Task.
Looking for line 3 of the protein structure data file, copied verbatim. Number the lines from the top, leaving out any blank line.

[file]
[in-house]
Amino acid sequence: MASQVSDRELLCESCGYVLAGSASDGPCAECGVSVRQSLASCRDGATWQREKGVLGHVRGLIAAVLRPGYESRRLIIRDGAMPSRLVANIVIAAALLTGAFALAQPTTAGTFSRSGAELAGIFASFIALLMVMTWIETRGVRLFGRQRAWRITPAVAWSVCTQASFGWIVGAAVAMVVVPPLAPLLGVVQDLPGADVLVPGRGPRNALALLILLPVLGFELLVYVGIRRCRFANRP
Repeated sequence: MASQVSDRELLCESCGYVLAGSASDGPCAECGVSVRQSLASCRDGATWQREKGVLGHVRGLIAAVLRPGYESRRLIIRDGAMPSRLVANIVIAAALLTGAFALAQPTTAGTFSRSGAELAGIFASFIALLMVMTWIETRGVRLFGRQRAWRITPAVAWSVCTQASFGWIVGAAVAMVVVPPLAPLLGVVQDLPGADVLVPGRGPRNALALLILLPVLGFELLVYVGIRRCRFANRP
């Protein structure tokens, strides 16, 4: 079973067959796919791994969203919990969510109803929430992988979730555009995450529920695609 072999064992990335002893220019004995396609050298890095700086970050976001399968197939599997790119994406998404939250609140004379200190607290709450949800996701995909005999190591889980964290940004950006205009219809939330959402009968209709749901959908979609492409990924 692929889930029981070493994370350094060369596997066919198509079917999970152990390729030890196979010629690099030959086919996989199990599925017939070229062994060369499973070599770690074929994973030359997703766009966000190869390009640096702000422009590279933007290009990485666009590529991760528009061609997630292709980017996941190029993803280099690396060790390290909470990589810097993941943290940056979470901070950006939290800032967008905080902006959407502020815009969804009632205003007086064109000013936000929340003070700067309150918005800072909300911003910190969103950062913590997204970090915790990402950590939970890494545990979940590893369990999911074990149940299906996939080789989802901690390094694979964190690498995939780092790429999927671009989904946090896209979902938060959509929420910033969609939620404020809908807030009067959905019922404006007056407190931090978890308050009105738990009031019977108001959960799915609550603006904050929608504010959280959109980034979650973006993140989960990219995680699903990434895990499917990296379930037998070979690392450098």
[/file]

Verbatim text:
Repeated sequence: MASQVSDRELLCESCGYVLAGSASDGPCAECGVSVRQSLASCRDGATWQREKGVLGHVRGLIAAVLRPGYESRRLIIRDGAMPSRLVANIVIAAALLTGAFALAQPTTAGTFSRSGAELAGIFASFIALLMVMTWIETRGVRLFGRQRAWRITPAVAWSVCTQASFGWIVGAAVAMVVVPPLAPLLGVVQDLPGADVLVPGRGPRNALALLILLPVLGFELLVYVGIRRCRFANRP